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International Journal of Morphology

On-line version ISSN 0717-9502

Int. J. Morphol. vol.38 no.1 Temuco Feb. 2020 


Statistical Analysis of Shrinkage Levels of Human Brain Slices Preserved by Sheet Plastination Technique With Polyester Resin

Análisis Estadístico de los Niveles de Retracción de Cortes de Cerebro Humano Conservados mediante la Técnica de Plastinación de Cortes con Resina Poliéster

Nicolás Ernesto Ottone1  2  3 

Marco Guerrero3  4 

Eduardo Alarcón5  6  7 

Pablo Navarro8 

1 Laboratory of Plastination and Anatomical Techniques, Research Centre in Dental Sciences (CICO), Dental School, Universidad de La Frontera, Temuco, Chile.

2 Center of Excellence in Morphological and Surgical Studies (CEMyQ), Medicine School, Universidad de La Frontera, Temuco, Chile.

3 Doctoral Program in Morphological Sciences, Faculty of Medicine, Universidad de La Frontera, Temuco, Chile.

4 Cátedra de Anatomía Normal, Facultad de Ciencias Médicas, Universidad Central del Ecuador, Quito, Ecuador.

5 Unidad de Anatomía Normal, Universidad de Santiago de Chile, Santiago, Chile.

6 Departamento de Ciencias Químicas y Biológicas - Universidad Bernardo O´Higgins, Santiago, Chile.

7 Facultad de Ciencias de la Salud, Universidad de Las Américas, Chile.

8 Research Centre in Dental Sciences (CICO), Dental School, Universidad de La Frontera, Temuco, Chile.


Plastination is currently the most important anatomical preservation technique due to the possibility of preserving bodies and organs for an indefinite period, in a dry and biosecure form, while preserving the morphological characteristics of the tissues. However, the shrinkage of the samples is also part of the plastination, perhaps becoming one of its few disadvantages. This paper presents the shrinkage caused by the classic technique of sheet plastination with polyester resin (Biodur® P40) in human brain slices, with the aim of statistically establishing the percentages of tissue shrinkage caused by this plastination protocol.

KEY WORDS: Plastination; Polyester; Shrinkage


La plastinación es actualmente la técnica de preservación anatómica más importante debido a la posibilidad de preservar los cuerpos y órganos por un período indefinido, en forma seca y biosegura, al tiempo que preserva las características morfológicas de los tejidos. Sin embargo, la retracción de las muestras también es parte de la plastinación, quizás convirtiéndose en una de sus pocas desventajas. Este artículo presenta la retracción causada por la técnica clásica de plastinación de cortes con resina poliéster (Biodur® P40) en cortes de cerebro humano, con el objetivo de establecer estadísticamente los porcentajes de retracción de tejidos causados por este protocolo de plastinación.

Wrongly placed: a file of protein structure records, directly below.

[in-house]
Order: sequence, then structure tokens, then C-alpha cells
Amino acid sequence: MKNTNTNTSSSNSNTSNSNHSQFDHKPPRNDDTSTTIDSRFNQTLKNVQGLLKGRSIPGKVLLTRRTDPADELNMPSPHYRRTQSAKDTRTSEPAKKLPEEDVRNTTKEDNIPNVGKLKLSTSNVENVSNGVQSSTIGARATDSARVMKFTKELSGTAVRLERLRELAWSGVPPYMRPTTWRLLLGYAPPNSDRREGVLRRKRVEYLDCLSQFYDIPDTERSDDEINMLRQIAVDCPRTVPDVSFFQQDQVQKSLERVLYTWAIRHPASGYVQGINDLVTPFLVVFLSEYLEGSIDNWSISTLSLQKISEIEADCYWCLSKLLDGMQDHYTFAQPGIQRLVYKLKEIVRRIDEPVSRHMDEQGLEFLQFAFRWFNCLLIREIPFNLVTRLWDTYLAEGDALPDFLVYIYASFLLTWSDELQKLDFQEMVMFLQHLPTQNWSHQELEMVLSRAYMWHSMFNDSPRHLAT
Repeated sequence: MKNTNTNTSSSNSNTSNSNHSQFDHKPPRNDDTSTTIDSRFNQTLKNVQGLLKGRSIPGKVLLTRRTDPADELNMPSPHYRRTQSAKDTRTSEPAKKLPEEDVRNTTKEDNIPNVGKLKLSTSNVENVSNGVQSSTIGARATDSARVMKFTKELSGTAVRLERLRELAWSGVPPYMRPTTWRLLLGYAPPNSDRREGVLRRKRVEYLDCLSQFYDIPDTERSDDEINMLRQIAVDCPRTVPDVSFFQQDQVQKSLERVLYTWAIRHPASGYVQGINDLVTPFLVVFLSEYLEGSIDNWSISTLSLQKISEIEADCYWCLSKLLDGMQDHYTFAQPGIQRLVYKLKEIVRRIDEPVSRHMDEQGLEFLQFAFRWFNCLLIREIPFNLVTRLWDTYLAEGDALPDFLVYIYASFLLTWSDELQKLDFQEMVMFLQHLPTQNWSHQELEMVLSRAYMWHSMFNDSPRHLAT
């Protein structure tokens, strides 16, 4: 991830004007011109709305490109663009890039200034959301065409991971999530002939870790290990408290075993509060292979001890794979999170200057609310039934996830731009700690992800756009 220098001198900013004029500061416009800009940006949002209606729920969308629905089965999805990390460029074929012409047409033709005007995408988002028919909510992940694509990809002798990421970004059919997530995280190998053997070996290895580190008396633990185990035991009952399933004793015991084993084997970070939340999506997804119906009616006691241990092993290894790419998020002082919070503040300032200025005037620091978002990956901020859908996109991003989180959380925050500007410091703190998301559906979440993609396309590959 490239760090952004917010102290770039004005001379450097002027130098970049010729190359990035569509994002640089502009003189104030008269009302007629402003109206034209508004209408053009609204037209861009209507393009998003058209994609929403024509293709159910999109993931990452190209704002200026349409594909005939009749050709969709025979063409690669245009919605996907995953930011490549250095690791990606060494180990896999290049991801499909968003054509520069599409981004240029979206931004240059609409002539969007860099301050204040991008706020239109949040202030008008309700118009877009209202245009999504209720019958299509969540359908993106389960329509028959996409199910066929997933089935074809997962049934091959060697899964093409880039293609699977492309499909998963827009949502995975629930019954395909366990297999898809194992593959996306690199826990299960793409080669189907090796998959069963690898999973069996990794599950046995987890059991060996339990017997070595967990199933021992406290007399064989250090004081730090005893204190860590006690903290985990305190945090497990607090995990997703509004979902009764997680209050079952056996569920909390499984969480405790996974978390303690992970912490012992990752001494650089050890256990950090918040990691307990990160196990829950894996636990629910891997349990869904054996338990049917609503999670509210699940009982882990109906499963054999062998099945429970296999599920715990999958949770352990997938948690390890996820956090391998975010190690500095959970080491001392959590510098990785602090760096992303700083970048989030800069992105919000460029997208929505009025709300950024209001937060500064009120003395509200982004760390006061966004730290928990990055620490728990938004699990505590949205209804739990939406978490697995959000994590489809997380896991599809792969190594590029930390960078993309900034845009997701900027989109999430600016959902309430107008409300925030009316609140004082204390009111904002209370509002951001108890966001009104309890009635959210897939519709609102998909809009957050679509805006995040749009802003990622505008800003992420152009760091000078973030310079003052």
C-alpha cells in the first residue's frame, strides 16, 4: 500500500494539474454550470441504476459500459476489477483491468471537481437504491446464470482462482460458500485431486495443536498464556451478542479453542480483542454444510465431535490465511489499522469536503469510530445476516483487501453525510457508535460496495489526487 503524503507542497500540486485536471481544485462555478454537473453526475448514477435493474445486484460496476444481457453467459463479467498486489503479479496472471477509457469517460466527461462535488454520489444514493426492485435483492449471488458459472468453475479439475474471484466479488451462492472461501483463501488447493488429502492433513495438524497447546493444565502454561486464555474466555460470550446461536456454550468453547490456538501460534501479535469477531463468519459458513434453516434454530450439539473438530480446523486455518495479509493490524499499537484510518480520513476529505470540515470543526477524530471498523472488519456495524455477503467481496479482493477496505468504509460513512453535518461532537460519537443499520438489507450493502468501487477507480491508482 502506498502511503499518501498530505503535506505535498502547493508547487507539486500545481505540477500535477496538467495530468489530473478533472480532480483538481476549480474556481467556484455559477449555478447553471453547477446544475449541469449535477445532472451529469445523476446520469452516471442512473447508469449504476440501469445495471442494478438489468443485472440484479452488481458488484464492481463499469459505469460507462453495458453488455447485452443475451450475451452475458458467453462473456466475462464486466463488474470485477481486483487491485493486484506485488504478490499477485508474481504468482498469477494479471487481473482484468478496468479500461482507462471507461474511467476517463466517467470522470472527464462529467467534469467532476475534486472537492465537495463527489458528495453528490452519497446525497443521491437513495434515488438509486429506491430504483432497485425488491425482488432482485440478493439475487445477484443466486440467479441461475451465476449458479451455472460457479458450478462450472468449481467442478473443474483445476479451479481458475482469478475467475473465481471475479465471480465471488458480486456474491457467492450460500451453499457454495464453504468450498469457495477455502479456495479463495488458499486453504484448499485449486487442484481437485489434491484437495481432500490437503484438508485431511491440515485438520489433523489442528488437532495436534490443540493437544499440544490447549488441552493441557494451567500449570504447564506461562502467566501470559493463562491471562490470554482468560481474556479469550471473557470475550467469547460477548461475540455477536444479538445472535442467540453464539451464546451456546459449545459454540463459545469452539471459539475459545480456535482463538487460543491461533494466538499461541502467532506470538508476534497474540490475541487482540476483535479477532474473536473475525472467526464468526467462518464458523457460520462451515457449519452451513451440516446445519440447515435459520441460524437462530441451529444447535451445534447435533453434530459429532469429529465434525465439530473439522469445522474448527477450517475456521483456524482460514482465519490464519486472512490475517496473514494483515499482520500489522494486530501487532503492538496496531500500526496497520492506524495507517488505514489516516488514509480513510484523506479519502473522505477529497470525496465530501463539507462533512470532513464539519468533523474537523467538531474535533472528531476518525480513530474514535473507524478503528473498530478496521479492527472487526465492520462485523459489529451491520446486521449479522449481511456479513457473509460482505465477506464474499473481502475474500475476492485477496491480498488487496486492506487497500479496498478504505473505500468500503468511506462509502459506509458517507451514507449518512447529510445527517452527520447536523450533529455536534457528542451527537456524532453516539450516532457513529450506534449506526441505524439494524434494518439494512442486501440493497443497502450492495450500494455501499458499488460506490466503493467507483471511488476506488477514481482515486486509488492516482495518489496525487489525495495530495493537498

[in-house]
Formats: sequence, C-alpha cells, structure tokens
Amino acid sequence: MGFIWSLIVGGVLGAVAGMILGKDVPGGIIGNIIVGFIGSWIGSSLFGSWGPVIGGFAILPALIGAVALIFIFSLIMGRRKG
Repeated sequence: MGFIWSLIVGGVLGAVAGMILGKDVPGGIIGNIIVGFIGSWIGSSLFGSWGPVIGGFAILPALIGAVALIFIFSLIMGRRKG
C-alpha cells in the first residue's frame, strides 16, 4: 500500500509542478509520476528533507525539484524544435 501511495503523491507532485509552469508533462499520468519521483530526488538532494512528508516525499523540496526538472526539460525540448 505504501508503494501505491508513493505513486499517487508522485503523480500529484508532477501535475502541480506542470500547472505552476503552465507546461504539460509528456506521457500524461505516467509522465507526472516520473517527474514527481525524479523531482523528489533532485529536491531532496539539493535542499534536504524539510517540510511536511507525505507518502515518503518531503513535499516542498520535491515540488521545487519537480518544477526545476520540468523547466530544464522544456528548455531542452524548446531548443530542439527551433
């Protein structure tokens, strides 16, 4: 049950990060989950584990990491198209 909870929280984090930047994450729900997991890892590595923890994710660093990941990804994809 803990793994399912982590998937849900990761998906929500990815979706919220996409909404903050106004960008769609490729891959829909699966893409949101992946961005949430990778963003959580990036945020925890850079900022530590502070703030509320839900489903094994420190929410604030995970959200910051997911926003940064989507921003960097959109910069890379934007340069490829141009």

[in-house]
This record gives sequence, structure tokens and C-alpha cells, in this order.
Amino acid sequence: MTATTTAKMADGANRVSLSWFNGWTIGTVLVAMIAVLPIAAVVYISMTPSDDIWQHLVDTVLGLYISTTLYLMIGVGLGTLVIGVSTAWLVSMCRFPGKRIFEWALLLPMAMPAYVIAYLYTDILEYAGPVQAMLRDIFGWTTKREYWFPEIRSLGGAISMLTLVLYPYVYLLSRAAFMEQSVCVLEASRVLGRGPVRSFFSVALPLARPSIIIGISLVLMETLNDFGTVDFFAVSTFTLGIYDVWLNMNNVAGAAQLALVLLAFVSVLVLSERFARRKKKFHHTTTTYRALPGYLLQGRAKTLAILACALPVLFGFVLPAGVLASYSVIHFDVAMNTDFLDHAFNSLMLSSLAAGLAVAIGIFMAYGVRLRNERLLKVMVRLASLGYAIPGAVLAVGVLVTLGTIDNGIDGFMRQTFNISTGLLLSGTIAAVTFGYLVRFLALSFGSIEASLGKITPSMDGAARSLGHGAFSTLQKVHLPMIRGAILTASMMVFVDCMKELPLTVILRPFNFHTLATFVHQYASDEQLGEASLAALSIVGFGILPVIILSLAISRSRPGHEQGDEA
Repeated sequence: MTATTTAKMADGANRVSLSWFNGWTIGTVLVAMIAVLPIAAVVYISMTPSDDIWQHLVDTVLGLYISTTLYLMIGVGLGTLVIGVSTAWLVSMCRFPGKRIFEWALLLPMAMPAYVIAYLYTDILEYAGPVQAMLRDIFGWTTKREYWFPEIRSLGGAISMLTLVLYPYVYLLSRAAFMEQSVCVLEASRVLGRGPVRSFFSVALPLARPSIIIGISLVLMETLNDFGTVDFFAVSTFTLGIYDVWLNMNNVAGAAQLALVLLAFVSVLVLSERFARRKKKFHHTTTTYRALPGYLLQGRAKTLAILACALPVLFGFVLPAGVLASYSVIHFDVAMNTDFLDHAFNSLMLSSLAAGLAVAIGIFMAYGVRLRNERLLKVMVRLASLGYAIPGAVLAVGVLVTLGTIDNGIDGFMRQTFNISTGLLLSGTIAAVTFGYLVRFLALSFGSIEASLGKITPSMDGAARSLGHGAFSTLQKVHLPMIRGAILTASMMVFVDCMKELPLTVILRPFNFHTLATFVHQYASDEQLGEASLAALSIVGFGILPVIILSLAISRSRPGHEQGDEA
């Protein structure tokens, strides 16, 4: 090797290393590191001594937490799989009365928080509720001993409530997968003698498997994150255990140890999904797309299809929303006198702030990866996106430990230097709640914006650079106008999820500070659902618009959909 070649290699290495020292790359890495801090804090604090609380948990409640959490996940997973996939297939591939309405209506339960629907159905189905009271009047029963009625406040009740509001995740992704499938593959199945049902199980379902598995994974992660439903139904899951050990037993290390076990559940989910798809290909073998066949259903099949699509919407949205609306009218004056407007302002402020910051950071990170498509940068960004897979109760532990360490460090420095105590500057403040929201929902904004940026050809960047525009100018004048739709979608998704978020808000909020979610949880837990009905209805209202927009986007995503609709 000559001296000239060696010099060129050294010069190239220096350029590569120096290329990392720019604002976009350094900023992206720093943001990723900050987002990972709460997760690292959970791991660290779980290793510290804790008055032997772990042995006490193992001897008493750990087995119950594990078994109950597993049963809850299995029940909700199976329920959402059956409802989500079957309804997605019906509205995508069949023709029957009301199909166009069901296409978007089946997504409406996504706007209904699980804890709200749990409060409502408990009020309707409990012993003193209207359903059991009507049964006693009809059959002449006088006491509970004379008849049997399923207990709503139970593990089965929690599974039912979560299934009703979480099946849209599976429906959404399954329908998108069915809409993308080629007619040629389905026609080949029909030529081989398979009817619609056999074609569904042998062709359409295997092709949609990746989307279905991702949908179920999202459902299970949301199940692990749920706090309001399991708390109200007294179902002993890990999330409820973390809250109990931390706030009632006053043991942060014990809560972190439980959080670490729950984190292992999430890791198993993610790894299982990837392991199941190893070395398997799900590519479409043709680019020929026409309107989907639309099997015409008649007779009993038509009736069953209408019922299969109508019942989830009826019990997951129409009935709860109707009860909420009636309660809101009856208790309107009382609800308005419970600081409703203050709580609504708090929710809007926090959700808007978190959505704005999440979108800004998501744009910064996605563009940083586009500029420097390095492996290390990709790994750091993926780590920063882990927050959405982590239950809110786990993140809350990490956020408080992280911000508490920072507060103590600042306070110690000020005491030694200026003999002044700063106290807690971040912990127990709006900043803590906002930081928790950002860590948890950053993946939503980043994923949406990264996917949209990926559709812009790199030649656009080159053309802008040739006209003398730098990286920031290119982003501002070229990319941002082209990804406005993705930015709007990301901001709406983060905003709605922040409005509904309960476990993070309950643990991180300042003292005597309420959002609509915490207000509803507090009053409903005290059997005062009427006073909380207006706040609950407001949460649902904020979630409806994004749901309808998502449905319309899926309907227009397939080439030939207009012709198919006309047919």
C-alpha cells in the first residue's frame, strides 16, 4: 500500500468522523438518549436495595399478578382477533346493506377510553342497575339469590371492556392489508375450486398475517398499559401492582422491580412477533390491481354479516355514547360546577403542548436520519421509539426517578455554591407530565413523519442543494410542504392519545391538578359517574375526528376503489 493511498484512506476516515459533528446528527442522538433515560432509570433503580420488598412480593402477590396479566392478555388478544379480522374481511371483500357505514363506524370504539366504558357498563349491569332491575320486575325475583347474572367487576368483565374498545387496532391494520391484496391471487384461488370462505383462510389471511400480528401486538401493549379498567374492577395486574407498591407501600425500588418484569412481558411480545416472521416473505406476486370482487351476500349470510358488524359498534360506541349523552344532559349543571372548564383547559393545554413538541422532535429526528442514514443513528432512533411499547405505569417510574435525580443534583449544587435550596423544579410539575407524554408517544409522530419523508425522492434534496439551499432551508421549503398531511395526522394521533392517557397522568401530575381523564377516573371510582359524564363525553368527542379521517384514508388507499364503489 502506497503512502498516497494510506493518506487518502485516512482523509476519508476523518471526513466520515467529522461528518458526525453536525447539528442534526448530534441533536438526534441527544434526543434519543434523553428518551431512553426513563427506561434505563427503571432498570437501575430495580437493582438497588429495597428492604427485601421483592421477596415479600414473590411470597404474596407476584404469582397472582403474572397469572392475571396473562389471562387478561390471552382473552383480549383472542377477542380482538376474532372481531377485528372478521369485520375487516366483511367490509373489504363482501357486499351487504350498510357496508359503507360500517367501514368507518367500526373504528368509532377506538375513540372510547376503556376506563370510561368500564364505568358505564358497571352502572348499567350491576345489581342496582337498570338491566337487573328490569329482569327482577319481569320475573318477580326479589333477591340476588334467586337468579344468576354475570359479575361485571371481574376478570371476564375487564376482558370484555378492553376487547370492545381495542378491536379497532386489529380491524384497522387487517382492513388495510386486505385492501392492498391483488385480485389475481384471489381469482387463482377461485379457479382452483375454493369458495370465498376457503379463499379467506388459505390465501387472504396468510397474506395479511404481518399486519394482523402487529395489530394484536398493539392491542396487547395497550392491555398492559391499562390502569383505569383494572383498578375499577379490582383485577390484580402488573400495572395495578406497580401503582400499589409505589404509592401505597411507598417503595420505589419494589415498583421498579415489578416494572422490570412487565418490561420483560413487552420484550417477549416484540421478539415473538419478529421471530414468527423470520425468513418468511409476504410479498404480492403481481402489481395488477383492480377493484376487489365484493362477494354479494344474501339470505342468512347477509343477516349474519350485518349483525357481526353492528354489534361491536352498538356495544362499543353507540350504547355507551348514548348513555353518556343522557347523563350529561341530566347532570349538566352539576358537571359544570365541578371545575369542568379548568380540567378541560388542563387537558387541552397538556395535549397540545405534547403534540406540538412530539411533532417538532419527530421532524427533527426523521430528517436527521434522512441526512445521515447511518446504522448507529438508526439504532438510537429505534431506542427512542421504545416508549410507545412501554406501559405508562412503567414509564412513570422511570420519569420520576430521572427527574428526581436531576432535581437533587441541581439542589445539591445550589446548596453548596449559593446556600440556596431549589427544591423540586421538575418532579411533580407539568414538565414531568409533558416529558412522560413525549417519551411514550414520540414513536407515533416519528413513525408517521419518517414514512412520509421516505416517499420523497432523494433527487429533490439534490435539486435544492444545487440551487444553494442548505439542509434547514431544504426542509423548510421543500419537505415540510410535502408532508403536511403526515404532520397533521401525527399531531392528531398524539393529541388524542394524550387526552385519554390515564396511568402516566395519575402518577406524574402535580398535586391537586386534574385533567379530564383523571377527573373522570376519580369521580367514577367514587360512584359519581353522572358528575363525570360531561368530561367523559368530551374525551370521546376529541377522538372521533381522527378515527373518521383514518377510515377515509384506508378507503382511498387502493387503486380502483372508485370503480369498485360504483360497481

PALABRAS CLAVE: Plastinación; Poliéster; Retracción


Plastination is an anatomical cadaveric conservation technique created in 1977 by Gunther von Hagens, in Heidelberg, Germany (Ottone 2013, 2018), and which replaces biological and/or fixation fluids with an intermediate solvent (acetone), to then impregnate the samples with different polymers, depending on the technique of plastination chosen, to finally carry out the polymerization of the components incorporated into the samples, to obtain dry and totally durable biological samples (Ottone et al., 2015; Ottone et al., 2016; Vargas et al., 2019). In particular, sheet plastination with polyester resin was initially created for the preservation of brain slices, for the identification of gray and white matters (von Hagens, 1987). Likewise, this technique can be applied to any body region (Ottone et al., 2014; Ottone et al., 2018a,b; Prieto et al., 2019). But in relation to sheet plastination with epoxy resin, polyester technique causes marked shrinkage of the tissues. In relation to this disadvantage of the technique, it is necessary to establish statistically the shrinkage percentages. The aim of this communication was to analyze and establish the shrinkage of brain sections preserved by a classic protocol of sheet plastination with polyester resin Biodur® P40 in 3 mm thick human brain slices (Guerrero et al., 2019).


The sample used consisted of a human brain, fixed and preserved with 10% formalin for 6 months. This brain was subsequently washed in running water for two weeks. Once the washing was finished, it was sectioned with a precision saw band machine, with stainless steel blade, obtaining 30 thin slices of 3 mm thickness. Immediately the brain cuts were placed in dehydration in 100 % acetone, at 25 ° C, for 7 days the first acetone bath, and for another 3 more days, for the second acetone bath. Once the sheets were dehydrated, they were placed in Biodur® P40 polyester resin and the forced impregnation was carried out in a vacuum chamber at room temperature (20 °C). This stage lasted 24 hours. Once the forced impregnation was finished, the curing stage was carried out, which in the first place consisted of the assembly of the curing chambers within which the slices were located, filling the chambers with polyester resin. Once the curing chambers were assembled, they were placed under UV light to accelerate the polymerization of the polyester and to finish the plastination process. Measurements of the slices were made on millimeter sheets at three moments of the protocol: before starting the plastination process, after dehydration and after forced impregnation. The slices showed great differentiation between gray and white matter.